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In the Time of Cannibals

The Word Music of South Africa’s Basotho Migrants

The workers who migrate from Lesotho to the mines and cities of neighboring South Africa have developed a rich genre of sung oral poetry—word music—that focuses on the experiences of migrant life. This music provides a culturally reflexive and consciously artistic account of what it is to be a migrant or part of a migrant’s life. It reveals the relationship between these Basotho workers and the local and South African powers that be, the "cannibals" who live off of the workers’ labor. David Coplan presents a moving collection of material that for the first time reveals the expressive genius of these tenacious but disenfranchised people.

Coplan discusses every aspect of the Basotho musical literature, taking into account historical conditions, political dynamics, and social forces as well as the styles, artistry, and occasions of performance. He engages the postmodern challenge to decolonize our representation of the ethnographic subject and demonstrates how performance formulates local knowledge and communicates its shared understandings.

Complete with transcriptions of full male and female performances, this book develops a theoretical and methodological framework crucial to anyone seeking to understand the relationship between orality and literacy in the context of performance. This work is an important contribution to South African studies, to ethnomusicology and anthropology, and to performance studies in general.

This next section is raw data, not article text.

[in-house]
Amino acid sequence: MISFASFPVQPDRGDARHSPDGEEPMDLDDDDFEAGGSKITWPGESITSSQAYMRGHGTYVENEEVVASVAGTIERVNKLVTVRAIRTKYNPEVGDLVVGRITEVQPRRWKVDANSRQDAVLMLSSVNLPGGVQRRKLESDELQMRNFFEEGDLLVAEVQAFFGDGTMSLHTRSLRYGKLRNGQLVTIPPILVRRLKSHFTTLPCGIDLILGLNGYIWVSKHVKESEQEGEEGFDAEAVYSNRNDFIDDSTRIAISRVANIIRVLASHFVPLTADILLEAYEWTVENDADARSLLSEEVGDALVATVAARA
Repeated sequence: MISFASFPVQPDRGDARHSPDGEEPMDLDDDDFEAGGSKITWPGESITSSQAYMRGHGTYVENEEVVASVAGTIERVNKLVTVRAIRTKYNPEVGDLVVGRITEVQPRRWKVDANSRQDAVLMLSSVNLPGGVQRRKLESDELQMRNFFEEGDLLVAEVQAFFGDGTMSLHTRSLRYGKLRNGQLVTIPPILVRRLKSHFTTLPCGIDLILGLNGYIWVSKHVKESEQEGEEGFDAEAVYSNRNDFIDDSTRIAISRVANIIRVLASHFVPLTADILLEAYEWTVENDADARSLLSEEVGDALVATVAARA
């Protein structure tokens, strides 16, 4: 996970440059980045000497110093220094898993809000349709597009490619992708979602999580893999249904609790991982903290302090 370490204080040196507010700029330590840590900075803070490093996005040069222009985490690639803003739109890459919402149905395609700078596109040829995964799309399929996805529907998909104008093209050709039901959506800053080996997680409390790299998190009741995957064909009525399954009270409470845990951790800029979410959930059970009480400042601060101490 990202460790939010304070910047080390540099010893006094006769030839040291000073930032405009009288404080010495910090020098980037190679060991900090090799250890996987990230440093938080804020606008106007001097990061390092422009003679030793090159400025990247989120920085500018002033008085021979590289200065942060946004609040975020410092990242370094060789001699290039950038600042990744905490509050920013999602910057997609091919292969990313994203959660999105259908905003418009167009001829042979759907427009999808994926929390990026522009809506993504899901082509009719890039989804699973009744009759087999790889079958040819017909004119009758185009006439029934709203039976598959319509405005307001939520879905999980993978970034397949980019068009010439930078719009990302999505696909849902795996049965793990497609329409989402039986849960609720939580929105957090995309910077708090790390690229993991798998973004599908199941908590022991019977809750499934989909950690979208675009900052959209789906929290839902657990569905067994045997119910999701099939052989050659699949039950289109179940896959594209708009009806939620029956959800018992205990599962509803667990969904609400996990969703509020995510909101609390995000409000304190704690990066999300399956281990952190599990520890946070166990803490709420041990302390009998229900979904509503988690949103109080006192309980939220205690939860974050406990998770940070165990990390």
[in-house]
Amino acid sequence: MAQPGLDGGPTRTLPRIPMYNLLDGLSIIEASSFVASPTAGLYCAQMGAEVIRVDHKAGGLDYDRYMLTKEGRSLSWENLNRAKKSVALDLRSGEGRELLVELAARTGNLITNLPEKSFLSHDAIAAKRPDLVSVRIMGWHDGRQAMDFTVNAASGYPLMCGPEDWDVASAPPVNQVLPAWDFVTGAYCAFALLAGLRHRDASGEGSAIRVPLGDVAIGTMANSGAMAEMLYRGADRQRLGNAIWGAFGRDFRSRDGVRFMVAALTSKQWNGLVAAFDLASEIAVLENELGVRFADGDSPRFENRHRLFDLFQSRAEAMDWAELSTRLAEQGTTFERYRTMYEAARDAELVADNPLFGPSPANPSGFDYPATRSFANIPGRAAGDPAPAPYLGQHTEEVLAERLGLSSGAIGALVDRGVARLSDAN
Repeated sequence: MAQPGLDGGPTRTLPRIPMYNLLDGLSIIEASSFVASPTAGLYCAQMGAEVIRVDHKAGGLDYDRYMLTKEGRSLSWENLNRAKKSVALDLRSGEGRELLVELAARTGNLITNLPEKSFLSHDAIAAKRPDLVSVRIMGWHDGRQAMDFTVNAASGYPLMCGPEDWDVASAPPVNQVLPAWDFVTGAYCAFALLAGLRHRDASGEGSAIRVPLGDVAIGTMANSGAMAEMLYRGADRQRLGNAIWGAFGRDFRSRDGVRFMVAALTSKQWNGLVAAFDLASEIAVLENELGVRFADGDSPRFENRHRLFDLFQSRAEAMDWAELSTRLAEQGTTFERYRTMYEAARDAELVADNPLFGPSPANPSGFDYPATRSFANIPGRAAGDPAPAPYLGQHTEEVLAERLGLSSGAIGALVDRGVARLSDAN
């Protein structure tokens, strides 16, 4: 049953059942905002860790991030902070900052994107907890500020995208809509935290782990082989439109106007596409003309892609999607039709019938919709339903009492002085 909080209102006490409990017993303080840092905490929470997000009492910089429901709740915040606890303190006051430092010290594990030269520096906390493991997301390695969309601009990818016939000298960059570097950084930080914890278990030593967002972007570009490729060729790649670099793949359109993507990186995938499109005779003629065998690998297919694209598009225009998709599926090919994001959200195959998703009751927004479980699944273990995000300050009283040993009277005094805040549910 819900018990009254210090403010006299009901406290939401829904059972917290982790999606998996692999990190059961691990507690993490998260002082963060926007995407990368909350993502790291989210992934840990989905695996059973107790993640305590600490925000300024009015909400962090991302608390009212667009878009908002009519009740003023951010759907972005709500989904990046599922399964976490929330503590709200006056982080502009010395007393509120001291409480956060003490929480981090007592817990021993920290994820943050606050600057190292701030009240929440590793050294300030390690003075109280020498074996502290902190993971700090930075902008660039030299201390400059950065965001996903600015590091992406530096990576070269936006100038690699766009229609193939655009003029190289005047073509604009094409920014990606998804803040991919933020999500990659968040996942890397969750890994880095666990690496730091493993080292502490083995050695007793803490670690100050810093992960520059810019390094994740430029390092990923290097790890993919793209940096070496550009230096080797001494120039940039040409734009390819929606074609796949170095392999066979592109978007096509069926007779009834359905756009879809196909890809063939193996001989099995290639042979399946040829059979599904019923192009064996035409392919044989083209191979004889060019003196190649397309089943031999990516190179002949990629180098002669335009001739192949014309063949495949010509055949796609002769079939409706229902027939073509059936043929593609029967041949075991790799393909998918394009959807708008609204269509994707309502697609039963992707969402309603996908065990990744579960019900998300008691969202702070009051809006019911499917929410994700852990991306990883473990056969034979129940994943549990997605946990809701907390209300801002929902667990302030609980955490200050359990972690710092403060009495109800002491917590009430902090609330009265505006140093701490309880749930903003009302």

322 pages | 8 halftones | 6 x 9 | © 1994

Chicago Studies in Ethnomusicology

African Studies

Anthropology: Cultural and Social Anthropology

Music: Ethnomusicology

Table of Contents

Orthographic Note
Ch. 1: "Hyenas Do Not Sleep Together": The Interpretation of Basotho Migrants’ Auriture
Ch. 2: "The Mouth of a Commoner Is Not Listened To": Power, Performance, and History
Ch. 3: "Greetings, Child of God!": Generations of Travelers and Their Songs
Ch. 4: "An Initiation Secret Is Not Told at Home": The Making of a Country Traveler
Ch. 5: "These Mine Compounds, I Have Long Worked Them": Auriture and Migrants’ Labors
Ch. 6: "I’d Rather Die in the Whiteman’s Land": The Traveling Women of Eloquence
Ch. 7: "My Heart Fights with My Understanding": Bar Women’s Auriture and Basotho Popular Culture
Ch. 8: "Eloquence Is Not Stuck on Like a Feather": Sesotho Aural Composition and Aesthetics
Ch. 9: "Laughter Is Greater than Death": Migrants’ Songs and the Meaning of Sesotho
Appendix One
Appendix Two

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